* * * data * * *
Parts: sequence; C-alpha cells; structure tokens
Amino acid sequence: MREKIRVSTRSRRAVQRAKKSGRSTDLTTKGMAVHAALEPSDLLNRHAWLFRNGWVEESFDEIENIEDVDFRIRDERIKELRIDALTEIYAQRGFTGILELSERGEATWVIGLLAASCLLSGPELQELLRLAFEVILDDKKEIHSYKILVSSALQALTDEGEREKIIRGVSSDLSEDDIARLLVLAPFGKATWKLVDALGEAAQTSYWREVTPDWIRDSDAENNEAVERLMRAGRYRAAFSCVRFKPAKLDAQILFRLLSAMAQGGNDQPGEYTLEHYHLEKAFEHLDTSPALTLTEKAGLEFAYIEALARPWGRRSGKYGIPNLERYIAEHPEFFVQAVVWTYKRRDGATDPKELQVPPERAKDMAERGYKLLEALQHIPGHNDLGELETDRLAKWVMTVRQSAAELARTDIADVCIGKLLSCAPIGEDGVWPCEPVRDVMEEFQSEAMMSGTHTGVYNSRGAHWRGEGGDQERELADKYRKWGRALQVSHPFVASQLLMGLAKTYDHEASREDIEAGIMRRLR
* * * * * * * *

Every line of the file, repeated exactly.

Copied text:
Parts: sequence; C-alpha cells; structure tokens
Amino acid sequence: MREKIRVSTRSRRAVQRAKKSGRSTDLTTKGMAVHAALEPSDLLNRHAWLFRNGWVEESFDEIENIEDVDFRIRDERIKELRIDALTEIYAQRGFTGILELSERGEATWVIGLLAASCLLSGPELQELLRLAFEVILDDKKEIHSYKILVSSALQALTDEGEREKIIRGVSSDLSEDDIARLLVLAPFGKATWKLVDALGEAAQTSYWREVTPDWIRDSDAENNEAVERLMRAGRYRAAFSCVRFKPAKLDAQILFRLLSAMAQGGNDQPGEYTLEHYHLEKAFEHLDTSPALTLTEKAGLEFAYIEALARPWGRRSGKYGIPNLERYIAEHPEFFVQAVVWTYKRRDGATDPKELQVPPERAKDMAERGYKLLEALQHIPGHNDLGELETDRLAKWVMTVRQSAAELARTDIADVCIGKLLSCAPIGEDGVWPCEPVRDVMEEFQSEAMMSGTHTGVYNSRGAHWRGEGGDQERELADKYRKWGRALQVSHPFVASQLLMGLAKTYDHEASREDIEAGIMRRLR